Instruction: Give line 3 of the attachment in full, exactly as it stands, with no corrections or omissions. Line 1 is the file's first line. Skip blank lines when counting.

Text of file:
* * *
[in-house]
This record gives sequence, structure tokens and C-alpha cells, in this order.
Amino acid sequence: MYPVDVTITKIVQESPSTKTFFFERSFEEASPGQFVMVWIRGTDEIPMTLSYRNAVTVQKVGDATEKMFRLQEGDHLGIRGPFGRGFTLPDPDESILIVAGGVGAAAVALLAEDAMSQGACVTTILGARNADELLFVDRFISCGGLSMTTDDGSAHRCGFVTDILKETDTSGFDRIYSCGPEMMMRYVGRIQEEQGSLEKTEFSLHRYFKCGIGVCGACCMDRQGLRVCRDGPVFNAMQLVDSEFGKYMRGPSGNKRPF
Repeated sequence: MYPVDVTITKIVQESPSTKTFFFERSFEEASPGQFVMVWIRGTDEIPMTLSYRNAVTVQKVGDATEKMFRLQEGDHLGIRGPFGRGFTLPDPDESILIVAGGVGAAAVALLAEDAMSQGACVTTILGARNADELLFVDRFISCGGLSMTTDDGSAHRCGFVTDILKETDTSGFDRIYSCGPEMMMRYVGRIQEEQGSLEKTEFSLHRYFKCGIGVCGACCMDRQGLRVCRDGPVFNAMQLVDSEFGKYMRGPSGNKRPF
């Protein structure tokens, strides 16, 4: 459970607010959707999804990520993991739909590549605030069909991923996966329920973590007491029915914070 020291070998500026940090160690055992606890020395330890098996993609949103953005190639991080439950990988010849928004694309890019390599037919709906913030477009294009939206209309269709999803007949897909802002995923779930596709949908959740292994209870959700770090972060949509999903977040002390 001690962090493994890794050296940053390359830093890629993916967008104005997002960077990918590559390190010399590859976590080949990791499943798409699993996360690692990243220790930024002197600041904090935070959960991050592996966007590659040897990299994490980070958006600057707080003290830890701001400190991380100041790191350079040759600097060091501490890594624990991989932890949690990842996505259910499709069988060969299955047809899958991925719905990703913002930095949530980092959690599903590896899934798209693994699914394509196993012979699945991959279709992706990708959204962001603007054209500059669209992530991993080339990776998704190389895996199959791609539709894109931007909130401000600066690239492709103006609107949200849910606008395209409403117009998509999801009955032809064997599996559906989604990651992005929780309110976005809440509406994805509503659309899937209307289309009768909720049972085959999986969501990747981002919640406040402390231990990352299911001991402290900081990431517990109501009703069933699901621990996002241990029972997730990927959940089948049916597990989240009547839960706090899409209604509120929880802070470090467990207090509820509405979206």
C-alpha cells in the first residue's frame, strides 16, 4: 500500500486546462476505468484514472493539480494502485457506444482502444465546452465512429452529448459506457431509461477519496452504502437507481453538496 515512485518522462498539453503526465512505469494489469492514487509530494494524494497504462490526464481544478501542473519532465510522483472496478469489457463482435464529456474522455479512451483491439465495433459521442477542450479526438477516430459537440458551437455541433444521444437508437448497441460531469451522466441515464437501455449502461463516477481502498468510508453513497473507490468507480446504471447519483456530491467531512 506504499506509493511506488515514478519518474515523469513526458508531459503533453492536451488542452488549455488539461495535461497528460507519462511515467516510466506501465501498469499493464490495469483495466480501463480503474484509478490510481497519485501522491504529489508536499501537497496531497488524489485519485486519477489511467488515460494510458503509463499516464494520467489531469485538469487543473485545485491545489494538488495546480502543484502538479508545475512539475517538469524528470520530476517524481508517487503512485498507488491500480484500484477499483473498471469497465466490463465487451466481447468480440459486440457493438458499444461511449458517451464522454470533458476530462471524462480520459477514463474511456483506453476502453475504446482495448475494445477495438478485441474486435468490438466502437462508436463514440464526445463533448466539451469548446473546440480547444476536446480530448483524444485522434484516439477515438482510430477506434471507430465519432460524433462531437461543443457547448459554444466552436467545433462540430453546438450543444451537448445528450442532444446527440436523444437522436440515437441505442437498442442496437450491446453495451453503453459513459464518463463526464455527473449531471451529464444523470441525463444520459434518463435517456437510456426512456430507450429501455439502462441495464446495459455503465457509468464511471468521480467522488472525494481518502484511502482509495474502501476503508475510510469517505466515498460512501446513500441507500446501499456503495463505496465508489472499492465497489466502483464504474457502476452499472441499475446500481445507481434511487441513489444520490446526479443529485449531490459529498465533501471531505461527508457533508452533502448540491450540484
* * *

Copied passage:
Amino acid sequence: MYPVDVTITKIVQESPSTKTFFFERSFEEASPGQFVMVWIRGTDEIPMTLSYRNAVTVQKVGDATEKMFRLQEGDHLGIRGPFGRGFTLPDPDESILIVAGGVGAAAVALLAEDAMSQGACVTTILGARNADELLFVDRFISCGGLSMTTDDGSAHRCGFVTDILKETDTSGFDRIYSCGPEMMMRYVGRIQEEQGSLEKTEFSLHRYFKCGIGVCGACCMDRQGLRVCRDGPVFNAMQLVDSEFGKYMRGPSGNKRPF